The present study is registered with UMIN Clinical Trials Registry, number UMIN000004957.

RESULTS

Patients and Treatment

Between January 26, 2011 and November 13, 2015, the study enrolled 853 patients at 30 Japanese hospitals, including 427 patients who were assigned to the conventional group and 426 patients who were assigned to the no touch group. After the randomization, 30 patients (4%) were found to be ineligible, including 12 patients (3%) in the conventional group and 18 patients (4%) in the no touch group. In the conventional group, the exclusion criteria were related to the tumor's lower margin involving the upper rectum (5 patients), other cancers being detected after registration (4 patients), lung metastasis that was confirmed after surgery (1 patient), and other ineligibility factors (2 patients). In the no touch group, the exclusion criteria were related to the tumor's lower margin involving the upper rectum (4 patients), other cancers detected after registration (3 patients), lung metastases that were confirmed after surgery (5 patients), and other ineligibility factors (6 patients). The efficacy analyses included all 426 patients in the no touch group and all 427 patients in the conventional group, based on the intention-to-treat principle (Fig. 1).

F1
FIGURE 1:
Study flowchart.

There were no substantial differences in the baseline characteristics of the two groups (Table 1), and the operative and pathological results are summarized in Tables 2 and 3. The median operation time was similar in both groups {172 minutes [interquartile range (IQR) 146–210] in conventional and 178 minutes [IQR 145–214] in no touch}, although conversion to the conventional strategy was necessary for 5 (1%) of 426 patients in the no touch group. The Japanese D3 dissection technique was performed in 411 (96%) of 427 patients in the conventional group and for 410 (96%) of 426 patients in the no touch group. Among 208 patients with pathological stage III cancer in the conventional group, 130 patients (63%) received per-protocol adjuvant chemotherapy and 71 patients (34%) received adjuvant chemotherapy outside the protocol treatment. Meanwhile, among 194 patients with pathological stage III cancer in the no touch group, 118 patients (61%) received perprotocol adjuvant chemotherapy and 69 patients (36%) received adjuvant chemotherapy outside the protocol treatment. Both groups had similar pathological staging and the same median number of harvested lymph nodes [conventional: 28 nodes, (IQR: 19–41 nodes), no touch: 28 nodes (IQR: 20–40 nodes)].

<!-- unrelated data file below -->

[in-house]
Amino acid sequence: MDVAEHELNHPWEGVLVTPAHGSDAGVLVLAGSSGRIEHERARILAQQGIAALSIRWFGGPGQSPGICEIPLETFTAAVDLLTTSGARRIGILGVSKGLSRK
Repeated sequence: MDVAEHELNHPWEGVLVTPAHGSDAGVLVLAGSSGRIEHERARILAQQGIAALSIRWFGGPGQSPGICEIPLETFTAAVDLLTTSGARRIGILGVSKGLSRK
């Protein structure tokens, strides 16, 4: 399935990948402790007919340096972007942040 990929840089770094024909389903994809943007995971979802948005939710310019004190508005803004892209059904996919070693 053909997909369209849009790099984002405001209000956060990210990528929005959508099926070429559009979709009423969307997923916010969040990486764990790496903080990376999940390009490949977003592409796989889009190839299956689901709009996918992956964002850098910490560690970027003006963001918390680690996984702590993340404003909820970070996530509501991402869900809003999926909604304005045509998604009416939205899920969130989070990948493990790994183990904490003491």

TABLE 1 - Patient Characteristics
Conventional (n = 427) No Touch (n = 426)
Age, y 66 (60–72) 66 (60–73)
Sex
 Male 211 (49%) 212 (50%)
 Female 216 (51%) 214 (50%)
ECOG PS
 0 407 (95%) 407 (96%)
 1 20 (5%) 19 (4%)
Tumor location
 Right 193 (45%) 191 (45%)
 Left 234 (55%) 235 (55%)
Tumor depth
 cT3 298 (70%) 281 (66%)
 cT4a 113 (26%) 122 (29%)
 cT4b 16 (4%) 23 (5%)
Nodal status
 cN0 174 (41%) 166 (39%)
 cN1 177 (41%) 183 (43%)
 cN2 76 (18%) 76 (18%)
 cN3 0 (0%) 1 (<1%)
Body mass index, kg/m2 22.4 (20.4–24.8) 22.5 (20.4–24.7)
Data are shown as n (%) or median (interquartile range).Conventional indicates conventional technique; no touch, no-touch isolation technique.

TABLE 2 - Operative Results
Conventional (n = 427) No Touch (n = 426)
Operative details
 Time, min 172 (146–210) 178 (145–214)
 Blood loss, mL 69 (24–165) 77 (22–160)
 Conversion 0 (0%) 5 (1%)
Lymph node dissection
 D0–D2 16 (4%) 16 (4%)
 D3 411 (96%) 410 (96%)
Stoma creation
 No 421 (99%) 422 (99%)
 Yes 6 (1%) 4 (1%)
Resection of adjacent organ
 No 374 (88%) 366 (86%)
 Yes 53 (12%) 60 (14%)
Intraoperative organ injury
 No 425 (100%) 425 (100%)
 Yes 2 (G1) (<1%) 1 (G1) (<1%)